Section Overview: In this section, the speaker talks about his experience with sailing and how it has influenced his thinking.

Sailing as a Source of Inner Peace

  • Sailing gave him a way of finding some form of inner peace to be able to have deeper thoughts.
  • It allowed him to sit under the stars and trigger ideas in other brains.
  • He used sailing as an opportunity for finding inner peace rather than just working hard.

01:27:45 Enjoyment of Sailing

Section Overview: In this section, the speaker talks about his enjoyment of sailing and how it has influenced his thinking.

Enjoyment of Sailing

  • The speaker enjoyed sailing because it gave him a sense of inner peace.
  • He found the sound of the waves passing the ship and other soothing sounds to be very majestic.
  • The constant attention required for sailing was not enjoyable, but he found that delegating tasks to others made it more enjoyable.

01:29:34 Sailing 300 Years Ago

Section Overview: In this section, the speaker talks about his experience with an old replica ship and reflects on how people sailed 300 years ago.

Sailing 300 Years Ago

  • The speaker worked on an old replica ship from the 18th century called the Gothenburg.
  • It was a big project in Gothenburg around 15 or 20 years ago.
  • The captain delegated tasks to others, making it more enjoyable for him.

01:31:30 The Maya Villages and the Bleeding Obvious

Section Overview: In this section, Joe Rogan talks about his visit to the Maya villages in Belize and how they had rotating tables for thousands of years but never figured out how to make a cart. He then discusses what is completely bleeding obvious in hindsight that we don’t see.

The Maya Villages

  • 01:31:56 The Maya civilization had rotating tables for thousands of years but never figured out how to use them vertically or make a cart.
  • 01:32:16 They carried everything on sleds instead of using wheels.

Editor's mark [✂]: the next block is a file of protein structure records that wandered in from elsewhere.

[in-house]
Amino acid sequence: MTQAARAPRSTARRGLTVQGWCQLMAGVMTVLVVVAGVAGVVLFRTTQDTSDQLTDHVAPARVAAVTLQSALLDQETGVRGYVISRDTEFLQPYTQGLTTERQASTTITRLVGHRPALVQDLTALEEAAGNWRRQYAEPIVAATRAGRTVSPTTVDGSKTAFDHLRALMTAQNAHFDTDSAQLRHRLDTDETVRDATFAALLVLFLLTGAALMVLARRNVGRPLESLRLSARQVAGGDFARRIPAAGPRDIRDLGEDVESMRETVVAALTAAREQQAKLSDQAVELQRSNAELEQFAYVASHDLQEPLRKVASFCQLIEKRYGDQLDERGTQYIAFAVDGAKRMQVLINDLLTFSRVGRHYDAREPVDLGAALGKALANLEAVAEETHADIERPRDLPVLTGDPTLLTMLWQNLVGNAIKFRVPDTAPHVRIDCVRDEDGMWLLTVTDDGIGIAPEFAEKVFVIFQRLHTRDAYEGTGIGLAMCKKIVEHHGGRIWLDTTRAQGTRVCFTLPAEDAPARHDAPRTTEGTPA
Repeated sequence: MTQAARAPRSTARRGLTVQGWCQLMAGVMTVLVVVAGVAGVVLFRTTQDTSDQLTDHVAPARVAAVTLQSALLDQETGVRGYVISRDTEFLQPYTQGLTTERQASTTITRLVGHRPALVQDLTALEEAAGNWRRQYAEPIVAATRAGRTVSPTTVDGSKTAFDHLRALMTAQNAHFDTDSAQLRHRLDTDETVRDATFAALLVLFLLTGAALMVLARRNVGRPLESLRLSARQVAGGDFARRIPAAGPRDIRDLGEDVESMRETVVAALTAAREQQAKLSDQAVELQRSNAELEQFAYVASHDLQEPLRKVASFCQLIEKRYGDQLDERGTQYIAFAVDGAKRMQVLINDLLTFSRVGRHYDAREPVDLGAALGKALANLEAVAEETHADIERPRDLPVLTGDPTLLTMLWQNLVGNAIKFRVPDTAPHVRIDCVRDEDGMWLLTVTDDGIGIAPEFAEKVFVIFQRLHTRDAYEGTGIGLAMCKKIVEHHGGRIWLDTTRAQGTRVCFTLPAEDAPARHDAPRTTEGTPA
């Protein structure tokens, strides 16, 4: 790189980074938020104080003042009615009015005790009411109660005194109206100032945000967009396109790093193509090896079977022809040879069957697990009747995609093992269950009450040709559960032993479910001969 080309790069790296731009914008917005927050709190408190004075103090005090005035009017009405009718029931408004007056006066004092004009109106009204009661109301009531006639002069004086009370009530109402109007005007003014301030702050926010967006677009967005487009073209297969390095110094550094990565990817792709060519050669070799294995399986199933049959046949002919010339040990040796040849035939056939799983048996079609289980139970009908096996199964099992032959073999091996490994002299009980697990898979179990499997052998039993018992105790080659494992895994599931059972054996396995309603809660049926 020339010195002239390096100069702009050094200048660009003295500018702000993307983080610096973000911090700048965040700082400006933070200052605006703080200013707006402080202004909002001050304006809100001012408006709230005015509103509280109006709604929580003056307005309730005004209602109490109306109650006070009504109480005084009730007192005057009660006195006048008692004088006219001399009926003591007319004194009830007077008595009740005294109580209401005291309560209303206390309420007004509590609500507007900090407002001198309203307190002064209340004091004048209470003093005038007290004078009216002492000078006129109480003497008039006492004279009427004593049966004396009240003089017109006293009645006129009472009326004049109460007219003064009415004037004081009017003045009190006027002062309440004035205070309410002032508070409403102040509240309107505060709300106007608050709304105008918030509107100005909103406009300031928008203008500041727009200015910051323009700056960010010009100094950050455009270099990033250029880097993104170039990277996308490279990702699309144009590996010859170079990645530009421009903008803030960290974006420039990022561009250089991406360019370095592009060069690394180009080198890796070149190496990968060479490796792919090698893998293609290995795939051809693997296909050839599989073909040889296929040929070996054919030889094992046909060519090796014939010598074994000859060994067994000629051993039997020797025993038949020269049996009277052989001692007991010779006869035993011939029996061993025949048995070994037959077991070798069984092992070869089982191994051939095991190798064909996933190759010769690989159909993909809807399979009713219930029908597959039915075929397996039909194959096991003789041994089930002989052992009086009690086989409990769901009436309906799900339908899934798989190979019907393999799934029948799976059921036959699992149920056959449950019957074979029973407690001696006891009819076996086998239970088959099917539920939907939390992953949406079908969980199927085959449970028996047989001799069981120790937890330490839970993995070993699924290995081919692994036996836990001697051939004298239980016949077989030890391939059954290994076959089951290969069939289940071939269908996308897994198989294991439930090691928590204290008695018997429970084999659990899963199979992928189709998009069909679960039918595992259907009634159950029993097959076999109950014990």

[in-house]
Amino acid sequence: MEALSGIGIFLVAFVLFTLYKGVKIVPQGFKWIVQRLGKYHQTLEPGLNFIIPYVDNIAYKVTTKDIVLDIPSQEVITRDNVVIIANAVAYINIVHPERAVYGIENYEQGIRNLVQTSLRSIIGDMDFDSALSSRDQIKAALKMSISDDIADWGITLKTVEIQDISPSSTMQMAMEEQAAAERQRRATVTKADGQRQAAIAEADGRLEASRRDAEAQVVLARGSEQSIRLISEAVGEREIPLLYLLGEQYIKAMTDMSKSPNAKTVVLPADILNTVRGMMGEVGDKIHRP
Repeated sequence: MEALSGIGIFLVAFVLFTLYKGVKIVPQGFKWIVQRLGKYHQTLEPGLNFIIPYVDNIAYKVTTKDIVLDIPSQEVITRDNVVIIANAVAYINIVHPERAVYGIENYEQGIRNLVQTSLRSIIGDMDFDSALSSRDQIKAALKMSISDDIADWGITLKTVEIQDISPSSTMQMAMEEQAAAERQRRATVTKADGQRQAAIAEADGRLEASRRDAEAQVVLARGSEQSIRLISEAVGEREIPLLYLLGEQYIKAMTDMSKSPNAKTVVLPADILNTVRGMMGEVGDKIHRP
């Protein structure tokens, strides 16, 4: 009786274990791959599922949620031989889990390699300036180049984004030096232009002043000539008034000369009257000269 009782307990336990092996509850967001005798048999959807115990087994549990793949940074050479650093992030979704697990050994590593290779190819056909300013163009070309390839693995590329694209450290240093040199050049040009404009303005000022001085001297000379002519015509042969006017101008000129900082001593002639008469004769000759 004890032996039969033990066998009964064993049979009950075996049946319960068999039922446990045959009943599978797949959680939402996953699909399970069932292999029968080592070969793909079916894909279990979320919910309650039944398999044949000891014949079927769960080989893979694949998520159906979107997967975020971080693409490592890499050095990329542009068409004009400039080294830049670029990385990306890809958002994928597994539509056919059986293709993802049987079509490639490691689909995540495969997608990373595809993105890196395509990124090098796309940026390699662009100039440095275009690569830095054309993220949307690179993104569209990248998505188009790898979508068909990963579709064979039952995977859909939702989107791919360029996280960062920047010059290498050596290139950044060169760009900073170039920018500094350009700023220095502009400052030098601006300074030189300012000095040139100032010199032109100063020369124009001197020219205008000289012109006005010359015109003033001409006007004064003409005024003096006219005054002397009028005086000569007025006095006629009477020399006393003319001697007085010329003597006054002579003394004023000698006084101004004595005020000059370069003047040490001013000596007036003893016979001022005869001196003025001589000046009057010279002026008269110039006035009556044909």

Bleeding Obvious

  • 01:32:39 Joe Rogan wonders what is completely bleeding obvious in hindsight that we don’t see now.
  • 01:33:00 He gives an example of public toilets with light sensors instead of valves, which could have been implemented in the 60s.
  • 01:33:27 He asks if there are any things like that currently unrectified.

01:33:49 Thoughts on Governments and Private Places

Section Overview: In this section, Joe Rogan discusses his thoughts on governments and private places that govern themselves.

Redundancy of Governments

  • 01:34:11 From an ethical and philosophical perspective, Joe views forceful governments as completely redundant and unethical at their core.
  • 01:34:37 However, he acknowledges that there will always be a societal class that uses force to gain power over others.
  • 01:35:01 Moving towards a Bitcoin standard will force governments to shrink and become more competitive with one another.

Private Places

  • 01:35:25 Joe loves private places that govern themselves as long as people can opt-in or opt-out.
  • 01:35:47 Private security firms are more trusted than police forces in many countries.
  • 01:36:13 Defending one’s property from an attacker is not a moral crime, but positive rights like housing and healthcare can infringe on someone else’s right to be left alone.

Morality of Private Force

  • 01:36:41 Employing a private force to enforce violence is not morally wrong if it is for defending one’s property.
  • 01:37:00 Titus Gable’s phrase “the right to be left alone” is the only human right because every other positive right will eventually infringe on someone else’s right to be left alone.
  • 01:37:27 Joe questions the definition of a right.

01:38:30 The Meaning of Rights

Section Overview: In this section, the speakers discuss the meaning of rights and whether the right to be left alone is intrinsic to human beings.

Defining Rights

  • 01:38:30 Acting upon a logical contradiction despite it being indefensible from a moral perspective is wrong.
  • 01:39:00 The word “right” does not mean the same as “can.” Most people think of rights as something that somebody gives you or an ability that people bestow upon you.
  • 01:39:19 If a right is not the right to be left alone, then the only right you have is the right to obey.

Intrinsic Right to Be Left Alone

  • 01:39:59 The right to be left alone is intrinsic as a human being. Any opposing view would run into a logical contradiction somewhere.
  • 01:40:22 A society where interactions between people are made with consent as much as possible and coercively as little as possible is preferred.

01:41:10 Preferred Governance Model

Section Overview: In this section, the speakers discuss their preferred governance model and how technology can enable more interactions between like-minded individuals.

Ideal Society

  • 01:41:10 A society where interactions between people are made with consent as much as possible and coercively as little as possible is preferred.
  • 01:41:33 Social media, Zoom calls, and Bitcoin enable more interactions between like-minded individuals despite borders or third-party interference.

Future Possibilities